Preserving the edge magnetism of graphene nanoribbons

(Nanowerk Spotlight) Graphene nanoribbons are strips of graphene that are only a few nanometers wide. Graphene has two distinct types of edges produced when it is cut – armchair type or zigzag type – which correspond to the two crystal axes of graphene. In contrast to sheet graphene which is actually semimetal, both zigzag and armchair nanoribbons have a nonzero band gap like those in semiconductors, which has been confirmed both theoretically and experimentally. In addition to distinct electronic properties, and depending on the width and the angle at which they are cut, graphene nanoribbons also have distinct chemical, magnetic, and optical properties.
Edge magnetism is a unique property of graphene ribbons that has been predicted by theory, but not yet directly confirmed experimentally. This could be due to the instability of the ideal zigzag graphene nanoribbons (zGNRs) because, to preserve the edge magnetism, the edge sites of zGNRs should have the pure sp2 coordination. Generally, hydrogen is chosen as terminal group for zGNRs to saturate the dangling bonds. However, a theoretical study revealed that pure sp2 coordinated edges of hydrogen terminated zGNRs can be stabilized only at extremely low hydrogen concentration, which is rather challenging experimentally.
If researchers want to utilize zGNRs in spintronics, they first need to figure out a suitable termination group for zGNRs. The often used hydrogen atom termination is not a good choice since hydrogen terminated zGNRs can only be stabilized at extremely low hydrogen concentrations.
In new work, researchers from the Center for Advanced Nanoscale Materials in the Department of Chemistry at the University of Puerto Rico and Institute of New Energy Material Chemistry, the Key Laboratory of Advanced Energy Materials Chemistry (Ministry of Education) at Nankai University, designed special boundaries for zGNRs that could become both stable and maintain the edge magnetism.
"We demonstrated theoretically that ethylene (C2H4), a very simple and common organic molecule, is the ideal terminal group for zGNRs in terms of preserving the edge magnetism," Zhongfang Chen, an Associate Professor in the Department of Chemistry at the University of Puerto Rico, tells Nanowerk. "By computation from density functional theory, we confirmed our hypothesis and explained it by Clar's rule. This is a beautiful demonstration of a well-thought-out computational experiment."
In a paper published in the June 19, 2013, online edition of Scientific Reports ("Preserving the Edge Magnetism of Zigzag Graphene Nanoribbons by Ethylene Termination: Insight by Clar's Rule"), Chen and his team used density functional theory to systemically study the energetics and electronic properties of C2H4-zGNRs with different edge configurations with the goal of preserving edge ferromagnetism.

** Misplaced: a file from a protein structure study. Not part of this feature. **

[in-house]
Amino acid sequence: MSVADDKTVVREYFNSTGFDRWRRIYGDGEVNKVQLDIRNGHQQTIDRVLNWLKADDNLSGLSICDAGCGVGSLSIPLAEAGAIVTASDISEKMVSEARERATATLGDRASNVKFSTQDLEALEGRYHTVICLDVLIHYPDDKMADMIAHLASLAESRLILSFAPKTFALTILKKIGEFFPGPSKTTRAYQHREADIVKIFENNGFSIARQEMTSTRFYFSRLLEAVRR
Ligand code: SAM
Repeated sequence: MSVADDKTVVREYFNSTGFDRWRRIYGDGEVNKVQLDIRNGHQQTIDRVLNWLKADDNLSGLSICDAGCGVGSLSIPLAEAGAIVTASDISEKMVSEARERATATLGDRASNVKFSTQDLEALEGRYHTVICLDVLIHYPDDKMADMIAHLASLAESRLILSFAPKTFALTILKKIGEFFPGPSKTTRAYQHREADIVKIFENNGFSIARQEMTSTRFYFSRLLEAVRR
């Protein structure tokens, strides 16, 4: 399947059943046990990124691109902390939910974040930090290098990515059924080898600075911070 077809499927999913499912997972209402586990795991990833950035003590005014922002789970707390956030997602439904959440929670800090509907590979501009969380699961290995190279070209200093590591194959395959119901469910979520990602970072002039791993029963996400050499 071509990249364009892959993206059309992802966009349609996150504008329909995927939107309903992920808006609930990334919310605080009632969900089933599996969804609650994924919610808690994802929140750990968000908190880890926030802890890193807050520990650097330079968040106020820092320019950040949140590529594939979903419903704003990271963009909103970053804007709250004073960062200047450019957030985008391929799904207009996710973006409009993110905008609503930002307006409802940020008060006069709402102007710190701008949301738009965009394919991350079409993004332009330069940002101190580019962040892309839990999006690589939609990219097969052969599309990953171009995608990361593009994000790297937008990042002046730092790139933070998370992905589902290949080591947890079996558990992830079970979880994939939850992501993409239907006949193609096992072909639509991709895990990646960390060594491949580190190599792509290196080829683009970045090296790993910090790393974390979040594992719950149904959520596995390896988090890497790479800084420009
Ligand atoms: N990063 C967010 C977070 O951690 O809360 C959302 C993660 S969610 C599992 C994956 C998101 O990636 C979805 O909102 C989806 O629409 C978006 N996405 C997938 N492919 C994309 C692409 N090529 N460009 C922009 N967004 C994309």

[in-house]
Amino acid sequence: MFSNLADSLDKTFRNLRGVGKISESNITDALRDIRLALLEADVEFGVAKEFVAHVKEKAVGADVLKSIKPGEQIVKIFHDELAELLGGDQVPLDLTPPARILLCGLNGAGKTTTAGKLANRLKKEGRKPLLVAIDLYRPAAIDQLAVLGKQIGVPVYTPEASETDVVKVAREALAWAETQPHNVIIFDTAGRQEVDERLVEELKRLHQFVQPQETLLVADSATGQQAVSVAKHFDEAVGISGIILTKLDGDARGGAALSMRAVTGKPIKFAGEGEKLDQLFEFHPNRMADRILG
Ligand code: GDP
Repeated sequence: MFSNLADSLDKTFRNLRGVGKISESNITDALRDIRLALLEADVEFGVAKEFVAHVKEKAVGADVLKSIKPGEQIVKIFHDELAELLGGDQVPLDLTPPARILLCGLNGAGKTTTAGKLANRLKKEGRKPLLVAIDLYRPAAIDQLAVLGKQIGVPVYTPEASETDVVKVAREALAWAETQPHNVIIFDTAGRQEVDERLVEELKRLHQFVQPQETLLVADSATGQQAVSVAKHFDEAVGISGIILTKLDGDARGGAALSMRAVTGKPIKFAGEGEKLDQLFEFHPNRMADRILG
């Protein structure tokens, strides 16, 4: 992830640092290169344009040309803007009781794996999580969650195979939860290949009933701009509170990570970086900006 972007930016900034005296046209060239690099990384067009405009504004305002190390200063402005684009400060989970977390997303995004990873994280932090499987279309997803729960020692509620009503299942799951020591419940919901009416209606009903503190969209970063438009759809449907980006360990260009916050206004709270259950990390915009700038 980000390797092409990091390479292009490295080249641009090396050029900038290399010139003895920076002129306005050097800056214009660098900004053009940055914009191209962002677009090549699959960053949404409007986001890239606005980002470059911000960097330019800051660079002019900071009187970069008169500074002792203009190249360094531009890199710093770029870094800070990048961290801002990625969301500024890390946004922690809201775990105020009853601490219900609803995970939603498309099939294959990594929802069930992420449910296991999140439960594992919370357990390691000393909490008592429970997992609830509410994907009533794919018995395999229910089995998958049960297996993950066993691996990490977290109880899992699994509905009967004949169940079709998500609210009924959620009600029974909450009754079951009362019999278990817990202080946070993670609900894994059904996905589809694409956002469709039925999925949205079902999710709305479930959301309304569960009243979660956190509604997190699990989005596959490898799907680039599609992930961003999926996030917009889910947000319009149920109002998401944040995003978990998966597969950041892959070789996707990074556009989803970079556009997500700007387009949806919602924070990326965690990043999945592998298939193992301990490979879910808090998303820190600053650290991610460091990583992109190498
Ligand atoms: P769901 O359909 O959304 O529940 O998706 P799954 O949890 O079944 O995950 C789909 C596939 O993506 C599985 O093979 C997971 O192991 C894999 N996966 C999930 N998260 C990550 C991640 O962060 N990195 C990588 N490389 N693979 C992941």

C2H4 terminating groups can well preserve the edge magnetism of zGNRs, while C2H2 termination with pure sp2 edges can not. (Courtesy Dr. Yafei Li)
"The C2H4 terminated zGNRs (C2H4-zGNRs) with pure sp2 coordinated edges can be stabilized at rather mild experimental conditions, and meanwhile reproduce the electronic and magnetic properties of those hydrogen terminated zGNRs," explains Chen. "The electronic structures and relative stability of C2H4-zGNRs with different edge configurations can be well interpreted by employing the Clar?s rule. Compared with hydrogen terminated zGNRs, the enhanced stability of sp2 coordinated edges of C2H4-zGNRs is attributed to the multiple edge hyperconjugation interactions. Moreover, taking C2H2 termination as an example, we demonstrated that even pure sp2 termination is not a guarantee for edge magnetism if the terminal group can couple to the π-electron system of zGNRs."
Experimentally, this work will pave the way for the applications of zGNRs in spintronics; theoretically, it should encourage the use of Clar?s rule to describe the electronic structures of graphene materials.
"If we want to utilize zGNRs in spintronics, we need develop new methods to produce zGNRs with smoother edges," concludes Chen. "And the realization of C2H4-terminated zGNRs is much more feasible, though still experimentally challenging."
Michael Berger By – Michael is author of three books by the Royal Society of Chemistry:
Nano-Society: Pushing the Boundaries of Technology,
Nanotechnology: The Future is Tiny, and
Nanoengineering: The Skills and Tools Making Technology Invisible
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